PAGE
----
Skip to main content
Part of complete coverage from

Is 'Philomena' an anti-Catholic film?

By Donna Brazile, CNN Political Commentator
January 8, 2014 -- Updated 2158 GMT (0558 HKT)
STORY HIGHLIGHTS
  • Donna Brazile: Pope Francis has reoriented the church to stress humility, forgiveness
  • She says critics who say the new film "Philomena" is anti-Catholic are wrong
  • Film tells story of woman's effort to forgive people who treated her cruelly, she says
  • Brazile: It's not anti-Catholic to question or to talk about failings of the past

Editor's note: Donna Brazile, a CNN contributor and a Democratic strategist, is vice chairwoman for voter registration and participation at the Democratic National Committee. She is a nationally syndicated columnist, an adjunct professor at Georgetown University and author of "Cooking with Grease: Stirring the Pot in America." She was manager for the Gore-Lieberman presidential campaign in 2000.

(CNN) -- As a practicing Catholic all my life, my faith and the church are never far from my mind. The lessons I learned in the church have structured the way I've approached my life and my career. They were lessons of grace, kindness, forgiveness and compassion.

Under Pope Francis, we have seen a change at the Vatican that is reflective of the church I know and love. He approaches controversial doctrine or past wrongdoing with humility, understanding and faith in the goodness of mankind. He has served as a voice for the voiceless, and has been working to re-establish the church as a home for the homeless.

The church is moving into a new era, where its leadership understands that what makes the church strongest is when it acknowledges, in Pope Francis' words, "We all make mistakes and we need to recognize our weaknesses."

Donna Brazile
Donna Brazile

The true potential that this new era holds is Pope Francis' embrace of the lesson that how we forgive those mistakes and how we grow from those weaknesses is what defines us, and defines our faith.

Pope Francis himself recently acknowledged that the church must grow and change, including in how it trains its clergy, lest the church find itself — these are his words -- "creating little monsters."

'Philomena' star responds to critics
Gravity leads BAFTA nominations

Recently, I saw "Philomena," a film that I believe illustrates the need for this new era, and the potential that it holds.

Philomena's story is a difficult one. She became pregnant out of wedlock at a young age and was taken in by nuns in Ireland who arranged for her son to be adopted by an American family.

While she worked hard to pay her keep, she was only permitted to see him one hour a day. Then, at age 3, he was gone -- adopted by an American family in an arrangement made by the nuns without Philomena's input. Philomena was treated harshly by some of the nuns in whose charge she was left, the same ones who ensured she would never see her son again—though she never stopped loving him.

The argument made by some of the film's detractors is that the painful, yet accurate, portrayal of the nuns Philomena encountered is evidence that the film, its producers, and even Philomena Lee herself have an anti-Catholic bias and worse -- a vendetta against the Catholic Church and a political agenda. These nuns who kept Philomena from her son may very well have been examples of the "little monsters" that Pope Francis fears.

I viewed the film quite differently from these critics -- and instead saw in it the positive attributes of my Catholic upbringing, attributes that are increasingly at the forefront of religious discussion.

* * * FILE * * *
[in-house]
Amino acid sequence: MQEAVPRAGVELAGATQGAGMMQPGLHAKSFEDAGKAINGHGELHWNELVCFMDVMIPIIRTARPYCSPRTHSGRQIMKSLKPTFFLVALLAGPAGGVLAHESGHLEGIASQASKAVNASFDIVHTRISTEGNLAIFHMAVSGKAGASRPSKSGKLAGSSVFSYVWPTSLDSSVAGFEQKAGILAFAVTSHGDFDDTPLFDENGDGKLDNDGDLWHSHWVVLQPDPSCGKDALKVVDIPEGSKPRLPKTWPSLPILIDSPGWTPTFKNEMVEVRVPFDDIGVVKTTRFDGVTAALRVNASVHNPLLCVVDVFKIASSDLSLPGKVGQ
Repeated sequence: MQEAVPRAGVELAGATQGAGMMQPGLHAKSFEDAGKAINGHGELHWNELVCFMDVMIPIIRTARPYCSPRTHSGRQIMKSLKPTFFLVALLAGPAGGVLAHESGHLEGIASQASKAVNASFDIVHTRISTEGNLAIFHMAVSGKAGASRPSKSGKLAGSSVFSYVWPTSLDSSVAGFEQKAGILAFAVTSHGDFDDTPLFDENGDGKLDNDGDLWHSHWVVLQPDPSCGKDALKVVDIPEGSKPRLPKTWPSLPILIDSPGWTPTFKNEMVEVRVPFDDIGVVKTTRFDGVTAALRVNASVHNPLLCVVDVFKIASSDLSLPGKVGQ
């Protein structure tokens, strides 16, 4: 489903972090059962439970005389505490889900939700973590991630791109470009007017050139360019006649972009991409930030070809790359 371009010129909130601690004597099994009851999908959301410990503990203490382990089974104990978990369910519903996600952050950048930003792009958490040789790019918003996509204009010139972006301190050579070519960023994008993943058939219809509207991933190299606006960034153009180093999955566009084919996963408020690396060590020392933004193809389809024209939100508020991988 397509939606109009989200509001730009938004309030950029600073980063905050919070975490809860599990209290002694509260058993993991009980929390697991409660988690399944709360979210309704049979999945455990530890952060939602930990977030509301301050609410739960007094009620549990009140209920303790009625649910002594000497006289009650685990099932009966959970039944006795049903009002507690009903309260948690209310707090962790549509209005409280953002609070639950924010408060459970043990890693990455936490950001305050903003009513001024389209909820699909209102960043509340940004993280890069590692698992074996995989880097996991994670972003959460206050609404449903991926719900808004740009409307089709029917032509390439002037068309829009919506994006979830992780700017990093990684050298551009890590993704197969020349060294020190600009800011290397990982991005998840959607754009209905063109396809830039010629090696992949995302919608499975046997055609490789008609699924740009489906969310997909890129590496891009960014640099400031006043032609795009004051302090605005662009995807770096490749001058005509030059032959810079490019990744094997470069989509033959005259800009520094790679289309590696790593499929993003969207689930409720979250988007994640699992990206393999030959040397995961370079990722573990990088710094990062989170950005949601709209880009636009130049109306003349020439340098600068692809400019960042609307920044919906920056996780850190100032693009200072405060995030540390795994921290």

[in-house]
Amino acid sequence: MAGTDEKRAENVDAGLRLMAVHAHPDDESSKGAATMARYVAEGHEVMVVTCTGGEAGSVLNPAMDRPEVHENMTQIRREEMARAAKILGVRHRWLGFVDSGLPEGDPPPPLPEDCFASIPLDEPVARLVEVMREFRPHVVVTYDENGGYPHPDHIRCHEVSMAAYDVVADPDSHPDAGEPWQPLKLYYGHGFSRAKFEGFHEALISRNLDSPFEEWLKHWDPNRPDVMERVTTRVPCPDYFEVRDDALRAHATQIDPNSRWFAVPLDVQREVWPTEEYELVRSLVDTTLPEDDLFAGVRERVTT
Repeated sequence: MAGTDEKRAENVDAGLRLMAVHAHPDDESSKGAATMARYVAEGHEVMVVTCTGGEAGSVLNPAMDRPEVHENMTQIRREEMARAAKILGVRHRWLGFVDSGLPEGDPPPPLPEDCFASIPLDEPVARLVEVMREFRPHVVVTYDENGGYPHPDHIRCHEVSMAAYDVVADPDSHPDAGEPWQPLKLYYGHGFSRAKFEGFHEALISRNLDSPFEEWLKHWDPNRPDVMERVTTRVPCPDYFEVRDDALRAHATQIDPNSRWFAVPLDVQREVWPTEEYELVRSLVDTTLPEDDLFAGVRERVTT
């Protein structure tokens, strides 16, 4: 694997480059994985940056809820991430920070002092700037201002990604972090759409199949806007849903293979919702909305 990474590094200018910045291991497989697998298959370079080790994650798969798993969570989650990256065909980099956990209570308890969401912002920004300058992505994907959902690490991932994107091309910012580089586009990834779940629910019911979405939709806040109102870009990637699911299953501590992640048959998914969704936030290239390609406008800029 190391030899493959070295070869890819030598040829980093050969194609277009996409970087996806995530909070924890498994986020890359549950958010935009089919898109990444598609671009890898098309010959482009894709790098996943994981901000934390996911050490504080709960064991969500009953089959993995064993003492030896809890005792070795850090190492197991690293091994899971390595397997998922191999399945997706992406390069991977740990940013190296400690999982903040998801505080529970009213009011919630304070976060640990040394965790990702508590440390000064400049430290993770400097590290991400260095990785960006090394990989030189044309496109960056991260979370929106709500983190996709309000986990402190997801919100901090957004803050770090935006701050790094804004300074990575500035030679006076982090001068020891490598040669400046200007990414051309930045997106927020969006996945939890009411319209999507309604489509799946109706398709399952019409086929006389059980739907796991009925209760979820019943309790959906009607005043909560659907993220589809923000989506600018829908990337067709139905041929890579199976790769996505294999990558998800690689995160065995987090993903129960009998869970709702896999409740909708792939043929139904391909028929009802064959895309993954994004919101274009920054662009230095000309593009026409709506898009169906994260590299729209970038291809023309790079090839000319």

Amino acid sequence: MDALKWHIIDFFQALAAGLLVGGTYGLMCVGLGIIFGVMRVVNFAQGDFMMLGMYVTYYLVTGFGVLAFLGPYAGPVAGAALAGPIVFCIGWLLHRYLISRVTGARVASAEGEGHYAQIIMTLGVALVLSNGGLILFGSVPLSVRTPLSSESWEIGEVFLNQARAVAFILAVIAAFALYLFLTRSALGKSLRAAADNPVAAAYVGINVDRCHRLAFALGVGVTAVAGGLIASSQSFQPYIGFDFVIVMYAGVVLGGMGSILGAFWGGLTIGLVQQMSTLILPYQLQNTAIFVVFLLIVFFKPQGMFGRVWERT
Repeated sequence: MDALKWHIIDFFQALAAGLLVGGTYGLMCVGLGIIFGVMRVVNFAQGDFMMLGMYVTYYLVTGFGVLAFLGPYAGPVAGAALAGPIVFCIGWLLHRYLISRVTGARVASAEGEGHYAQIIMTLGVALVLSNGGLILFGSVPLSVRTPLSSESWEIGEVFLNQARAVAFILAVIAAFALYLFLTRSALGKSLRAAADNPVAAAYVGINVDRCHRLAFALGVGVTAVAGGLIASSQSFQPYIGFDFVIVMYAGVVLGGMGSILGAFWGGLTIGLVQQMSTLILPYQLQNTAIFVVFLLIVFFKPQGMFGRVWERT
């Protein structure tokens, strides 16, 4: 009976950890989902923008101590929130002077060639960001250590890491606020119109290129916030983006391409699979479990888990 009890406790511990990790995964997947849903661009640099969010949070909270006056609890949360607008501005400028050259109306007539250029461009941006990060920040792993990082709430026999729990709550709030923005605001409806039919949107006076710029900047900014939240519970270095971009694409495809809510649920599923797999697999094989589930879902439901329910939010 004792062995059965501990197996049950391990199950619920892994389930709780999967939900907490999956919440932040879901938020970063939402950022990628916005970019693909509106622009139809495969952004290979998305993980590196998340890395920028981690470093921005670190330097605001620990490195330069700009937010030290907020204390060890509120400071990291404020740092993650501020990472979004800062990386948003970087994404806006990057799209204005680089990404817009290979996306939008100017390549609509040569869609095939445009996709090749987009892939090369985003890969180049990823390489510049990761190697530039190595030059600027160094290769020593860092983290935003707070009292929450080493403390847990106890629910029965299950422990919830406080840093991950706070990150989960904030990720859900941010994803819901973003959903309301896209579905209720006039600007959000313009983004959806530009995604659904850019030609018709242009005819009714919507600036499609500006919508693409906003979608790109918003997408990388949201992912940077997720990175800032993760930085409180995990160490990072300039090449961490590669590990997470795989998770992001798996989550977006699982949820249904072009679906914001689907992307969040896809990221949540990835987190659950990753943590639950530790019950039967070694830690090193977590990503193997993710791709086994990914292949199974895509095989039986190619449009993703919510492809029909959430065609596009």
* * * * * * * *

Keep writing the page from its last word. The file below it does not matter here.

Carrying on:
To love my church is to be able to question it when it does wrong, forgive it for its mistakes, and still have faith in it to do right.
Donna Brazile

Quite simply, I believe the lessons found in Philomena's story are lessons that many of us hope to be the cornerstone of a new era of Catholicism under Pope Francis.

At the heart of the film is not only Philomena's journey to find her son, but also her journey to find forgiveness for the individuals who treated her with such cruelty, and the church that allowed them to do so.

I, like Philomena, am a lifelong Catholic, and still regularly attend church. My faith is important to me, I love the church and believe it is an important force for good, both here in America and throughout the world. But that doesn't mean I don't have disagreements with some of its policies or leaders.

On occasion, with issues such as same-sex marriage and contraception, I have found myself at odds with pieces of traditional church doctrine. But to be religious is not to never question or disagree. To love my church is to be able to question it when it does wrong, forgive it for its mistakes, and still have faith in it to do right.

In Pope Francis, I see a leader who lives every day in the image of Jesus. Under his guidance, the church is focused once again on providing comfort, compassion and salvation for sinners, the poor and those who seek peace in an increasingly complex world.

That's my Catholicism. That's Philomena's Catholicism. That's the Catholicism of millions who believe, even when they disagree. It's not anti-Catholic to question, nor is it anti-Catholic to be honest about the previous shortcomings of the church, because that is the only way we can ensure its strength and dignity moving forward. It is, however, very Catholic to forgive each other, and to never stop loving each other.

Follow us on Twitter @CNNOpinion.

Join us on Facebook.com/CNNOpinion.

The opinions expressed in this commentary are solely those of Donna Brazile.

ADVERTISEMENT
Part of complete coverage on
October 21, 2014 -- Updated 2006 GMT (0406 HKT)
Timothy Stanley says Lewinsky is shamelessly playing the victim in her affair with Bill Clinton, humiliating Hillary Clinton again and aiding her critics
October 21, 2014 -- Updated 0102 GMT (0902 HKT)
Imagine being rescued from modern slavery, only to be charged with a crime, writes John Sutter
October 21, 2014 -- Updated 1600 GMT (0000 HKT)
Tidal flooding used to be a relatively rare occurrence along the East Coast. Not anymore, write Melanie Fitzpatrick and Erika Spanger-Siegfried.
October 21, 2014 -- Updated 1135 GMT (1935 HKT)
Carol Costello says activists, writers, politicians have begun discussing their abortions. But will that new approach make a difference on an old battleground?